2. i got offered 16000000 for it today. if u suffer from jealousy that bad that ota give you a reason to kick ur cat. sincerely; james kennedy.

  3. Well, if you’re for real, and I hope you’re not, I can understand finding it impossible to walk away from that kind of money. You’d be set for life.

    I don’t see where jealousy enters into it. History matters to me. Seeing one-of-a-kind pieces of the human story disappear into private collections never to be heard from again saddens me deeply.

    Perhaps you could stipulate that it be loaned to the Florida Museum of Natural History as a condition of sale.

  4. The Real Story of Vero Beach Wasn’t Ancient Mammoth Art but Rather; Ancient Mammoth Humans and Mammoth Archaeological Misdirection

    There could be no better metaphor for modern science, particularly archaeology than Dr. Zaius from the movie “Planet of the Apes”.

    When that Minister of Science found the talking human doll in a cave which would have overturned his scientific paradigm he had the cave sealed and the eyewitnesses arrested.

    This week, the Huffington Post published a story about ancient mammoth art discovered at Vero Beach Florida which managed to both bury the lead and to seal the real archeological experience of North America in a cave, metaphorically speaking.

    The original article announcing this discovery was published in 2009 so it’s a bit of a mystery why this article is being published now. (We had our own article last year). However, here is an offensive quote from the article:

    “While prehistoric art depicting animals with trunks has been found in Europe, this may be the first in the Western Hemisphere, researchers report Wednesday in the Journal of Archaeological Science”

  5. The Ice Age is not a very old concept. It was not thought of in the 1700s, just like the theory of evolution was not widely known then either. This theory only gained ground in the 1840s when two researchers, Charpentier and Agassiz, tried to explain the forms of the Alps by the theory and later expanded it to apply to the whole of Northern Europe. It is surprising that this theory came to light almost at the same time as Darwin’s idea of the origin of species. Both of these theories gained simultaneous attention in the society of that time.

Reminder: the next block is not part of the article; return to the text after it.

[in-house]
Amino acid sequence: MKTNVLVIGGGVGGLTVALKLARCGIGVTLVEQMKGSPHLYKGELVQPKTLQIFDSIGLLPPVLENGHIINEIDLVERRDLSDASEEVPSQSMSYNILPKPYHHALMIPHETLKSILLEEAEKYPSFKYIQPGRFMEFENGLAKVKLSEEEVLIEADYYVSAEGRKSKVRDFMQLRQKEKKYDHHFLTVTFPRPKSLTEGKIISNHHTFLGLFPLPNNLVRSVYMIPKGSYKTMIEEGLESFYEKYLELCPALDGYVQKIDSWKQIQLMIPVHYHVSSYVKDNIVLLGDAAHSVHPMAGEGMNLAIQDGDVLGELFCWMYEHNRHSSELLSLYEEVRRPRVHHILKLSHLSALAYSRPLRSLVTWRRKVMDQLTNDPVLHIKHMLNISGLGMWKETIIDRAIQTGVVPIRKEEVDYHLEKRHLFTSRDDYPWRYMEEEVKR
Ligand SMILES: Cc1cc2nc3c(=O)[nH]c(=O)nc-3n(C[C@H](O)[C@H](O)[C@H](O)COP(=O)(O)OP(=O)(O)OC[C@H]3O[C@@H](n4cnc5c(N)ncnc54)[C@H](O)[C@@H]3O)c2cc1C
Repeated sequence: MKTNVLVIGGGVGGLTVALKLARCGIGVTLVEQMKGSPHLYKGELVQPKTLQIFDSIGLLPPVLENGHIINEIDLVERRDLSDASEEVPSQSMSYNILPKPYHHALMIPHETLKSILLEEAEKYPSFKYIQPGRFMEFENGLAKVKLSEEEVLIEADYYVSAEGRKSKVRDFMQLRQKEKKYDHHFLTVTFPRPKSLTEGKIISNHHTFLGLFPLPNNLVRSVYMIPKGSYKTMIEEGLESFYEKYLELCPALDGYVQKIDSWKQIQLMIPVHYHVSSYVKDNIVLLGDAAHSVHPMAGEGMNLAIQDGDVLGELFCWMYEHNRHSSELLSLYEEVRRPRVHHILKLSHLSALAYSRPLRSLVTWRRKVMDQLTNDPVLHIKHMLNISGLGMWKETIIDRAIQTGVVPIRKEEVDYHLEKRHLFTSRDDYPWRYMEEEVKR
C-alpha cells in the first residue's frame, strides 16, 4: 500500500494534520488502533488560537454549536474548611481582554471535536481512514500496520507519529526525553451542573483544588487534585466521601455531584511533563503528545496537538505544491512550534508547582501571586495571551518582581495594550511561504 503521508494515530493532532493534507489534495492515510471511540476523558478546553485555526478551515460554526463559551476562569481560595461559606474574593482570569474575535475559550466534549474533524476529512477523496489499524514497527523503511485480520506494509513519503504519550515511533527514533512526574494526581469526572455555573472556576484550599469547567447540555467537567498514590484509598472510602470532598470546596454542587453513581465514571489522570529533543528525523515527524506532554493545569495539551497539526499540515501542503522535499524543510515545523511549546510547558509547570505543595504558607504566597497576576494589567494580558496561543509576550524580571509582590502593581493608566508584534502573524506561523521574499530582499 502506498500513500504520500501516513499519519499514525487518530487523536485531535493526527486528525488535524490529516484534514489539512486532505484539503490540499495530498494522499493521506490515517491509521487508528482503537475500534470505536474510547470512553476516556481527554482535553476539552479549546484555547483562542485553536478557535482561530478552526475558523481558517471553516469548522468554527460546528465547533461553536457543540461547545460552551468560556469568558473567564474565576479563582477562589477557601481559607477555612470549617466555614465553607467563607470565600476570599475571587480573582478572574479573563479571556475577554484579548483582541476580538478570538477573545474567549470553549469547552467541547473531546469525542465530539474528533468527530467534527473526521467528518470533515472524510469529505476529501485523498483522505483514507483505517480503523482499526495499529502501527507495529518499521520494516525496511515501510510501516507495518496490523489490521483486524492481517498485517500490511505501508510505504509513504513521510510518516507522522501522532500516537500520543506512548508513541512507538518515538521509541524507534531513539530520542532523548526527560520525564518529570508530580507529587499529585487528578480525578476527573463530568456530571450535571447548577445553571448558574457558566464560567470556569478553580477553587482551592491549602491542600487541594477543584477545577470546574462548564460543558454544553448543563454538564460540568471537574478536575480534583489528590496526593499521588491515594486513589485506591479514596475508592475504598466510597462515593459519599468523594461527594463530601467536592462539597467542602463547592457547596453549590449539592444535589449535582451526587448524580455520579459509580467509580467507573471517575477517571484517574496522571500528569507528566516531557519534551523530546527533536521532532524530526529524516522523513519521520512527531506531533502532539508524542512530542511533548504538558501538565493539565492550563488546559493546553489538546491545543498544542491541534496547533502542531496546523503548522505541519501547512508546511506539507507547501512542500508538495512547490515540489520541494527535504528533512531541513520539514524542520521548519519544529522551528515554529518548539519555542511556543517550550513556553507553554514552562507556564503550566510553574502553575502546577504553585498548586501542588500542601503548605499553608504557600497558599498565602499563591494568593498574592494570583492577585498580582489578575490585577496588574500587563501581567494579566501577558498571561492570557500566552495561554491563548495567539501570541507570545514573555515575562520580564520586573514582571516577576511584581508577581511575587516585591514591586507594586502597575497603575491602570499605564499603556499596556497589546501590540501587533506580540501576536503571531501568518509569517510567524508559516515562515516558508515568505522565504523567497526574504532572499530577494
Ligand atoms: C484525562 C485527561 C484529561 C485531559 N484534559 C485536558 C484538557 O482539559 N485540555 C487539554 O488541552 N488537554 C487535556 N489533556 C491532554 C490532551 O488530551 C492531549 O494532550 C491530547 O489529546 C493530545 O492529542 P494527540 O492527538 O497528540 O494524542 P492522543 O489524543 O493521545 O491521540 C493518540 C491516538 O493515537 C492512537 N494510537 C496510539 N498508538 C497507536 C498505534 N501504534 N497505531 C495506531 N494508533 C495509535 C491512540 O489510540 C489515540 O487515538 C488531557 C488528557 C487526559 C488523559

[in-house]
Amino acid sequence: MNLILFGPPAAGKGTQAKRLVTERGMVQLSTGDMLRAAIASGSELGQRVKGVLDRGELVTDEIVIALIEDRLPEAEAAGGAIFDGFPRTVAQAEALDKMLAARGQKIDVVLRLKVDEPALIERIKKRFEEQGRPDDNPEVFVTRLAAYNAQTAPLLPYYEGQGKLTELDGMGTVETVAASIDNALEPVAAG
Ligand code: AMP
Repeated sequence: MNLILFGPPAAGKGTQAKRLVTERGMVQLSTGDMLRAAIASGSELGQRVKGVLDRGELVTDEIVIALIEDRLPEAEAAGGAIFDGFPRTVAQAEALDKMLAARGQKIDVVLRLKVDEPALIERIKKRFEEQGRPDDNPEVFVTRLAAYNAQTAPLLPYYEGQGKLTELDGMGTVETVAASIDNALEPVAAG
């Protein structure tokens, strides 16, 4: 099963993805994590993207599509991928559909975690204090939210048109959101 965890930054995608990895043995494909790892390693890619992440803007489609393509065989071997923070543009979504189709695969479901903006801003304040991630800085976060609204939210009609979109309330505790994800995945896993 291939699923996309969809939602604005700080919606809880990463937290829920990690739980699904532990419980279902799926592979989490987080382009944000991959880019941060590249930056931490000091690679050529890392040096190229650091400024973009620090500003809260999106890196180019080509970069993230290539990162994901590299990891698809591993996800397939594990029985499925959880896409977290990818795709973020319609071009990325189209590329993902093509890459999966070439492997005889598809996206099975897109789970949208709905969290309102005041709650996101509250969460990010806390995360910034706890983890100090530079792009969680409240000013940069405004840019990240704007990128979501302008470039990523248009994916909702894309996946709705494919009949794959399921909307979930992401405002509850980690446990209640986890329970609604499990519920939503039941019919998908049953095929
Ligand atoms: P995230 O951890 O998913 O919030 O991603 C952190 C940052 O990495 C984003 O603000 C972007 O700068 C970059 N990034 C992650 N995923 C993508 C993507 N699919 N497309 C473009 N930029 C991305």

It has been thought that there have been several Ice Ages on the Earth. It has even been said that tropical and hot areas like the Sahara, Africa, Saudi Arabia, Yemen, Australia, India, Madagascar, and South America (as presented in the books Jääkausi (Ice Age) / Björn Kurten and Muuttuva maa / Pentti Eskola, for example) were covered with a large continental glacier tens of millions of years ago. The latest Ice Age is assumed to have started “just” about 500,000 years ago and ended 10,000 years ago. The ice sheets are believed to have covered at their widest 55 million square meters, and the thickness of the ice was at most over 3 kilometers (about 1.8 miles).
    What should we think about the Ice Age? Have we any reason to believe in it? Maybe the signs that have been interpreted as signs of an Ice Age were caused by something else? We will now study the mystery of the Ice Age.

  6. As to cooking a mastodon, I’m reminded of a Native America whale recipe I once ran across which began, “First, invite all your friend, for you’re going to have a lot of food.”

  7. i have a mammoth foot bone and a way cooler carvin hell i got a few yall want em make offers i have a massive collection all can be authenticated

  8. Having blogged many times about museum thefts, I’d be less naive than deeply impaired to think placement in a museum makes an artifact “eternally safe.” Nothing is eternally anything.

    My point is that it’s a desperate shame for artifacts of such rarity and historical significance to disappear down the rabbit hole of private collections where people can’t see them and scholars can’t study them unless the owner is unusually magnanimous.

  9. Bud, you are fooling yourself if you think that “authentication” means anything about the artifact. There is no telling how many fakes ares accompanied by a piece of paper signed by somebody who “authenticates” artifacts. You might as well save your money.

  10. :yes: It came after the global warming we have every few century`s, but try and tell that to the bankers that listen to the politicians who want you to pay for carbon taxes

  11. First, that has nothing to do with the article.

    Second, carbon taxes would be paid by power companies and heavy industry. Most people are neither of those things.

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  13. I am so happy that you found this needle in a haystack as it not only is worth millions but it is about to twist the necks of a lot of stiff necked people